Welcome to the MTGO Market Report as compiled by Matthew Lewis. The report will cover a range of topics, including a summary of set prices and price changes for redeemable sets, a look at the major trends in various constructed formats, and a "Trade of the Week" section that highlights a particular speculative strategy with an example and accompanying explanation.
As always, speculators should take into account their own budget, risk tolerance and current portfolio before buying or selling any digital objects. Questions will be answered and can be sent via private message or posted in the article comments.
Below are the total set prices for all redeemable sets on MTGO. All prices are current as of June 13th, 2016. The TCG Low and TCG Mid prices are the sum of each set’s individual card prices on TCG Player, either the low price or the mid price respectively. Note that sets of Theros (THS) are out of stock in the store, so this set is no longer redeemable.
All MTGO set prices this week are taken from Goatbot’s website, and all weekly changes are now calculated relative to Goatbot’s ‘Full Set’ prices from the previous week. All monthly changes are also relative to the previous month prices, taken from Goatbot’s website at that time. Occasionally ‘Full Set’ prices are not available, and so estimated set prices are used instead.
Flashback Draft of the Week
Triple Shadowmoor (SHM) draft will run this week. This set was released shortly after the transition to Version 3 of the MTGO client, which has an indirect bearing on the prices from SHM and its expansion, Eventide. The transition from Version 2.5 to Version 3 did not go well and as a result the number of drafts that fired for this set were relatively low. This has kept the value of SHM cards high over the years.
The most popular constructed format on MTGO is seeing a modest amount of price churn at the moment. Blood Moon saw two recent flashback draft queues put extra copies onto the market. That extra supply appears to be all but consumed at this point and this card is going to take a run at 40 tix. If you are holding this card, it's not quite time to sell but it looks like you'll get a chance over the summer to sell at a good price.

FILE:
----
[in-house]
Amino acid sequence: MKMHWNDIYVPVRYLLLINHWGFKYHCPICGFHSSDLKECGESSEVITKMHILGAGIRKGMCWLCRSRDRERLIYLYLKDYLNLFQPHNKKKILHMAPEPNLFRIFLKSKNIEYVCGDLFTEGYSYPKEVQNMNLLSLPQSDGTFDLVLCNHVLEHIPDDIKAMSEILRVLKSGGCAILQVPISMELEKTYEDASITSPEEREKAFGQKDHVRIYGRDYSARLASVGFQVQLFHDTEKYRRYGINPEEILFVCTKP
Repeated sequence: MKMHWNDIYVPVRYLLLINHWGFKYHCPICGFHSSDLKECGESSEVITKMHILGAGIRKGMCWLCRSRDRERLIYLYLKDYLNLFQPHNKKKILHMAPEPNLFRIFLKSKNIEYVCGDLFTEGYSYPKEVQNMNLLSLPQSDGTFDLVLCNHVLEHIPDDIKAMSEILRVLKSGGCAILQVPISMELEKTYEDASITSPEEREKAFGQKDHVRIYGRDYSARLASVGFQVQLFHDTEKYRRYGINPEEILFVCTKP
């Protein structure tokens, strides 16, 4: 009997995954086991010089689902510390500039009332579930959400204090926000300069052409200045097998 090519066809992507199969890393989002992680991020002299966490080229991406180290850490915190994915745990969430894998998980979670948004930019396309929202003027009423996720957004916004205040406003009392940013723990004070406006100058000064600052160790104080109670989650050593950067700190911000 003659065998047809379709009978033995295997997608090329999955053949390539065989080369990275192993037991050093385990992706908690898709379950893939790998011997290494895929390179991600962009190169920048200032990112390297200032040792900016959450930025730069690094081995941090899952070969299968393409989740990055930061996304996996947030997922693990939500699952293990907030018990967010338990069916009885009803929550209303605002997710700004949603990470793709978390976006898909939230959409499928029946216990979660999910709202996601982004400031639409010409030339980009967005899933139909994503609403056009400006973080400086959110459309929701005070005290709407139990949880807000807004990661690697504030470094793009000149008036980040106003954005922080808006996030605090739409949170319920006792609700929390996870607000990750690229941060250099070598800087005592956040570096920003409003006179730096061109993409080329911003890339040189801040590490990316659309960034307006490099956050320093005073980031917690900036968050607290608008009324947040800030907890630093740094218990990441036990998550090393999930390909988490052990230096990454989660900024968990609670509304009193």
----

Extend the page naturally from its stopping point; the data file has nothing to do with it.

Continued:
Grove of the Burnwillows is taking a breather and drifting down into the low 30 tix range. This is a card I put into the Market Report Portfolio and I did take advantage of recent prices to sell down my position.
I've still got a couple of playsets, but the current price lull has moved me to the sidelines on this one. At current prices, it's not a good price to sell nor to buy, so it's best to wait it out until the market decides which way it will go. If the price declines back into the 20 to 25 tix range, this will go back to being an attractive card to buy.
Standard prices continue to fluctuate and the shift of value between mythic rares continues in Magic Origins (ORI). Once again, Jace, Vryn's Prodigy has dipped to the 30 tix level, this time at 29 tix. We'll see if Jace has another run at 40 tix, but with the pending release of Eternal Masters (EMA) set to suck up extra tix I wouldn't be a buyer at current prices.
Kytheon, Hero of Akros has just about doubled in the past two weeks, hitting a new all-time high of 18 tix. Nissa, Vastwood Seer is the more expensive card at 21 tix and it too might take a run at a new all-time high.